The trial, the first in a series of what will be many trials of individuals accused of taking part in the attempted coup in July 2016, is underway at the 17th Heavy Penal Court in the Turkish capital of Ankara. Karakus recommended 252 aggravated life sentences for 37 of the 224 defendants grouped together in the first round of trials over the coup. According to AFP, it's not uncommon for serious criminals to receive multiple life sentences in Turkey.
This first trial group is considered to be the most significant of the many that will follow across the country. Tens of thousands could face prison time for their alleged roles in the coup attempt.
An "aggravated" life sentence is different from a typical one and requires harsher detention conditions than a regular life sentence. The sentence was introduced after Turkey abolished the death penalty in 2004, although Turkish President Recep Tayyip Erdogan has floated bringing capital punishment back for those who were involved in the coup.
Reportedly, the prosecutor also demanded one collection of defendants face an additional 55,880 years in prison, although the figures are disputed. According to Hürriyet, Turkey's most-circulated newspaper, the 55,880-year recommendation was in regards to 12 people with suspected links to US-based Turkish preacher Fetullah Gulen, who the government has accused of orchestrating the coup. The pro-government Daily Sabah newspaper says, however, that the prosecutor requested 56,000 additional years in total for 37 of the defendants.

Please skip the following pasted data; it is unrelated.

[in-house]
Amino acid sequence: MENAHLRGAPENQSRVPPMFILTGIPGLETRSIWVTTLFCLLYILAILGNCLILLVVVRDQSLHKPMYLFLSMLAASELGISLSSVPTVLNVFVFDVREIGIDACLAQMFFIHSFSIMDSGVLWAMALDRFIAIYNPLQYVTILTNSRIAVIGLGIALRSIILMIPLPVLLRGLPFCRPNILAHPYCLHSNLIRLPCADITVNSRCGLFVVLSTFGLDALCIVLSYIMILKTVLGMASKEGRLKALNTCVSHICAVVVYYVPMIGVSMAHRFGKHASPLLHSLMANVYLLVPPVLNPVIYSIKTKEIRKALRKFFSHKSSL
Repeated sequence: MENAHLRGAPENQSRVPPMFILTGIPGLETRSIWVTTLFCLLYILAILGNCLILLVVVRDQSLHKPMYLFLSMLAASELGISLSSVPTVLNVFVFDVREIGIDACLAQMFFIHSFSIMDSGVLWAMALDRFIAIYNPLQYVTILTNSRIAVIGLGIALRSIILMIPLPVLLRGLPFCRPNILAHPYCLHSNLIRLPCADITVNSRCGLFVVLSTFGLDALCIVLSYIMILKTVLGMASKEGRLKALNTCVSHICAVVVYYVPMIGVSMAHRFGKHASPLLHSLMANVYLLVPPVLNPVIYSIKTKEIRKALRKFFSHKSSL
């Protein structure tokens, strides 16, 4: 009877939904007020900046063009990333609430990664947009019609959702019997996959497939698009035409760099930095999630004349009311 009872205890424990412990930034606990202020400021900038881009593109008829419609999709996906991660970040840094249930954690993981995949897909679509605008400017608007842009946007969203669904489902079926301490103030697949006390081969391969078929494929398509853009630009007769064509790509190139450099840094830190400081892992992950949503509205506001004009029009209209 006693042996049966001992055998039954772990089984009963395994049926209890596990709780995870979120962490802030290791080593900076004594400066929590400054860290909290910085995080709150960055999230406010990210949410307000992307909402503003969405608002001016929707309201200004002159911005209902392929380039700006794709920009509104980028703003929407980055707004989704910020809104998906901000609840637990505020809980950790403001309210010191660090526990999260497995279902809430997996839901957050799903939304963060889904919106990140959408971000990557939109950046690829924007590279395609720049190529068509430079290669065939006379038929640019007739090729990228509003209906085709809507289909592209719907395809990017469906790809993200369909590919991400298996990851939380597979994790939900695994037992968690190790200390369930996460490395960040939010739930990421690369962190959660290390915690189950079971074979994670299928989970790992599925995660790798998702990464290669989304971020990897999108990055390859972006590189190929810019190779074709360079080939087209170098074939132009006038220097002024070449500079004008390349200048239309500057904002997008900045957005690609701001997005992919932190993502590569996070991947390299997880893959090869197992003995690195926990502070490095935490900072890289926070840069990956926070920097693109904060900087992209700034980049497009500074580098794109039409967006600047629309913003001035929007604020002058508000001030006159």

AFP reported that the Dogan News Agency described the sentencing recommendations as a "record" in Turkey if the judge follows suit.
Several formerly high-ranking military officials in the trial group are accused of leading the "Peace at Home Council," the name of the group that did claim responsibility for the overthrow attempt. The government alleges that the group is connected to Gulen, whose followers are considered terrorists in the country, although the group says it is not affiliated with the cleric. Gulen, who resides in Pennsylvania, has denied involvement of the coup and has accused Turkish President Erdogan of orchestrating it himself.
The first batch of defendants are facing charges of trying to overthrow Turkey's Parliament and government, attempting to kill the president, murdering 250 people and attempting to murder another 2,735 people. The indictment accuses them of using "35 planes, 37 helicopters, 246 armored vehicles and around 4,000 light weapons" to carry out their deeds.